"Integrity in sport is best dealt with transparency," added Davies, in response to an earlier comment. "And I always tell people: it's not the path of least resistance that someone with a criminal mind will take -- it's the path of least detection."
The concern is corruption, the concern is money laundering, he pointed out. "But every move that you make is being tracked by us. The exact details of each bet as it goes through the process, he explained, are recorded with a great deal of information in real time."
"Tell us where you are now," Pierce prodded, "and where you hope to go in the future."
"The question that's always asked is if we are going to release our betting exchange in the United States," Davies replied, "and at the moment, we have no plans to do so, though we are keeping our ear to the ground on a federal and a state level. In regards to Canada, I can say that we are always cognizant of the legal situation in each country, and we always take the advice of the leading lawyers in each jurisdiction.
"We believe we reach out to a new customer segment that racing, I believe, is not otherwise reaching. Our view is that we think we have a product that makes sense, and we are happy to come in and talk to anybody who's interested."
"Is the gross profit model the only way to run a betting exchange?" Towers asked, noting the concern of racetrack owners around lowering takeout and decreasing their profit margins overall as a result.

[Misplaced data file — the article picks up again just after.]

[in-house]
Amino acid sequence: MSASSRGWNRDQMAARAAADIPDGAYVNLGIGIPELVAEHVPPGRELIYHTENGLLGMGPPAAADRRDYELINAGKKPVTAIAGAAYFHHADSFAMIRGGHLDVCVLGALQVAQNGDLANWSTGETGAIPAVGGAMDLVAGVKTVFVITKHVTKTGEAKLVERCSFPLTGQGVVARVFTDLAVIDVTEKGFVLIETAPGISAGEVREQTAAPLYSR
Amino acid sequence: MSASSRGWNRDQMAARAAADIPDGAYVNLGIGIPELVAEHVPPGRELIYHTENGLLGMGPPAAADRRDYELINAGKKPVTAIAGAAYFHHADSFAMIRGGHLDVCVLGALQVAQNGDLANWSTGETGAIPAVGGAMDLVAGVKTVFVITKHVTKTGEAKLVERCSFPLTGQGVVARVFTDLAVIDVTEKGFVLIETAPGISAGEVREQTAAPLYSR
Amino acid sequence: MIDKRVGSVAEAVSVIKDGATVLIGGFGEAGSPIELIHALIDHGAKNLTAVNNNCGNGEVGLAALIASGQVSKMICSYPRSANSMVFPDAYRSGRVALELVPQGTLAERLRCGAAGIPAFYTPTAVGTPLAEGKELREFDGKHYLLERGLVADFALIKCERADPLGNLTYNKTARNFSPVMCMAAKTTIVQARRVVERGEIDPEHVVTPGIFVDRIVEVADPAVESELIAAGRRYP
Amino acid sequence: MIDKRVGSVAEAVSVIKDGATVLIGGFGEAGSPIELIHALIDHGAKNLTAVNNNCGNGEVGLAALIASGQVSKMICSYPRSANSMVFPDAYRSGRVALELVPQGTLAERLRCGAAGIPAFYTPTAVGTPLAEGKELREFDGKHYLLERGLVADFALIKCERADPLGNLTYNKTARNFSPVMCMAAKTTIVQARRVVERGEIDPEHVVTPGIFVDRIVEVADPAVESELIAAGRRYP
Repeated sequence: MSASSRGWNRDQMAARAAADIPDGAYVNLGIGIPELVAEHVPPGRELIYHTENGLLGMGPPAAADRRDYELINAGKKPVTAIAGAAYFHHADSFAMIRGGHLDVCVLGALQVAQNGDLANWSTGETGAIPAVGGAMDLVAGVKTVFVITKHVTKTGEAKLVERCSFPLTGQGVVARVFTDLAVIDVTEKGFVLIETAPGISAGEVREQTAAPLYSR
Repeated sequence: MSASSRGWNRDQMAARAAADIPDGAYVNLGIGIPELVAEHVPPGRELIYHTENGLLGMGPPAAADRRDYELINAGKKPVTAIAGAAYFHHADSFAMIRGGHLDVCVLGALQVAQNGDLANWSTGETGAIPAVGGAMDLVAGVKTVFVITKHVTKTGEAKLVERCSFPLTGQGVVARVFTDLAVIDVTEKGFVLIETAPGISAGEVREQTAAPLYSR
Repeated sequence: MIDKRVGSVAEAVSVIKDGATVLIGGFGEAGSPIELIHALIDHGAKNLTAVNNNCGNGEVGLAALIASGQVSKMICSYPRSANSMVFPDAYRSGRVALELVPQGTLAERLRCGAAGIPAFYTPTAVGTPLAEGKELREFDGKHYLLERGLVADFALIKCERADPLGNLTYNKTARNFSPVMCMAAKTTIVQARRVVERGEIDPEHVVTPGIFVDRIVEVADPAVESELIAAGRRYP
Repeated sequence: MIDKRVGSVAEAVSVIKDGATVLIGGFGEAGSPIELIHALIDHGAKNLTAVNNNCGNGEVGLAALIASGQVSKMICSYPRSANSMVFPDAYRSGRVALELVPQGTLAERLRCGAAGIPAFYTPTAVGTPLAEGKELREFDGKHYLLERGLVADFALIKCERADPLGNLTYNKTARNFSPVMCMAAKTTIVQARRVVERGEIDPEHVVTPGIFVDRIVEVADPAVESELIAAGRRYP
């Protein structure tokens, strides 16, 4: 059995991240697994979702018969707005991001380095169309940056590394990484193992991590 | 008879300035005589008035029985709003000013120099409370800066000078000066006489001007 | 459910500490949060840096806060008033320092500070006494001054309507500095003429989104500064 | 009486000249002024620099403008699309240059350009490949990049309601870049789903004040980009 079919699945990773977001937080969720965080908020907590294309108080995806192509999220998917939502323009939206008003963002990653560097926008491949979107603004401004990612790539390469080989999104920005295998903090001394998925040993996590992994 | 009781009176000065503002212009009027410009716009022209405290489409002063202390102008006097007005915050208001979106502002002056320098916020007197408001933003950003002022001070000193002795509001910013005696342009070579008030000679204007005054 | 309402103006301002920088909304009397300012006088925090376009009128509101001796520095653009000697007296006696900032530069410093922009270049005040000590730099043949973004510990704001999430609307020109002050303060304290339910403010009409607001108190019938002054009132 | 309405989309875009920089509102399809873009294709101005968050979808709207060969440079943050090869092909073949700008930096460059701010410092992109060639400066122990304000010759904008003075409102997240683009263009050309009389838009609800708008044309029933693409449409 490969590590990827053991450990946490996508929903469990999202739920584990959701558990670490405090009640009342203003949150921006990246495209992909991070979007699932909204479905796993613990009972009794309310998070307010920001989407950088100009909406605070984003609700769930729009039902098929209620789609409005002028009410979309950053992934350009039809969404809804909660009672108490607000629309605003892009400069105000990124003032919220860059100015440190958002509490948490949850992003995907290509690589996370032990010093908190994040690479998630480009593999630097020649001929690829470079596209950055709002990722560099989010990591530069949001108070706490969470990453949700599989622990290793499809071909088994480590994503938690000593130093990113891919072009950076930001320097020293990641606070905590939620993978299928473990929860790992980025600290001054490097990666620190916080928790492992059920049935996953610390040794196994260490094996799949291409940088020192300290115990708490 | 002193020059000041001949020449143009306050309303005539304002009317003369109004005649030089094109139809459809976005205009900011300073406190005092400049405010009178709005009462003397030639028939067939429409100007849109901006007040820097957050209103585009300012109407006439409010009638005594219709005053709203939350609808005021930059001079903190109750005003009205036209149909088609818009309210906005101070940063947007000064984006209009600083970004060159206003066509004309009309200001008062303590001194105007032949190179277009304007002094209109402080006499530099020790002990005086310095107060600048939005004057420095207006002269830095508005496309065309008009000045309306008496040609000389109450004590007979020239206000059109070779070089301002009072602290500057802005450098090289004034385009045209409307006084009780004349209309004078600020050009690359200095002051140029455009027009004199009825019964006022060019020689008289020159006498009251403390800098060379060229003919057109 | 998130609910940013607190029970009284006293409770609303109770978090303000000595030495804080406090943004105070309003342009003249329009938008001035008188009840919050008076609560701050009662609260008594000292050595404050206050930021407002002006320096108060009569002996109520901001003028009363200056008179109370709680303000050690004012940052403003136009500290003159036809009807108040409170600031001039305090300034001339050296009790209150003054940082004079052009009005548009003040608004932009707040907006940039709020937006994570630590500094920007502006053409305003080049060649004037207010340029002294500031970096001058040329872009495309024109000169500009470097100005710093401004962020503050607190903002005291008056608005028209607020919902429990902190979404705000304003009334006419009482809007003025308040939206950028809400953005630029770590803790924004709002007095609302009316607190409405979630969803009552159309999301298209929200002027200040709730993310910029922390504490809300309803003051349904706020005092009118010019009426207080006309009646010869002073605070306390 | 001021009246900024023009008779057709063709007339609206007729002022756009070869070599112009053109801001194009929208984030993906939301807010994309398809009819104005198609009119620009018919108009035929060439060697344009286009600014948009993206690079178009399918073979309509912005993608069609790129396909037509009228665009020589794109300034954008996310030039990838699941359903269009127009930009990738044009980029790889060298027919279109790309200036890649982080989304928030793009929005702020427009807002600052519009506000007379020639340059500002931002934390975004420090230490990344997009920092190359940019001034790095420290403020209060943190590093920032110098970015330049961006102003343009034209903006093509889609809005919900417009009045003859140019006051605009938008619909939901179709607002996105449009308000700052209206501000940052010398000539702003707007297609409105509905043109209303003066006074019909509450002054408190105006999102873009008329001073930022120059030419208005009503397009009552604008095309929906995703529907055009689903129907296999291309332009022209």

"Empirical evidence around the world undermines that argument (that operators will lose money by lowering takeout) quite dramatically," Davies responded emphatically. "Lower margin is where horse racing has to go in order to compete with all the other sports out there. Even if you are concerned about lower margin, what you should probably throw into the mix are the people who get involved at the margins because of the lower margins.
"The short answer to your question is that it (the gross profit model) is the only model that works," he added. "We don't believe that low margins are something to be scared of, but if you are scared of it, you need to take into account the number of new entries to the market on account of having adopted a system that caters to what they want."
"There is no debate about the commercial viability," added Nick Eaves of Woodbine Entertainment Group from the audience, "and customers are speaking with their wallets. But how can we get it here if the government regulations are so restrictive? What are our options?"
Eaves asked what the industry is going to do to try and harness this energy? He encouraged, quite strongly, the industry as a whole to approach provincial and federal levels of government with an explanation and a plan and tell them that this is what you need.
"I can tell you that one of every two accounts that will open with us today will be opened from outside of the UK," Davies explained, in closing. "And one in two accounts that opens up places its first bet on soccer. In our view, the biggest threat to racing today is losing market share. For price-sensitive punters, horse racing is not an attractive book."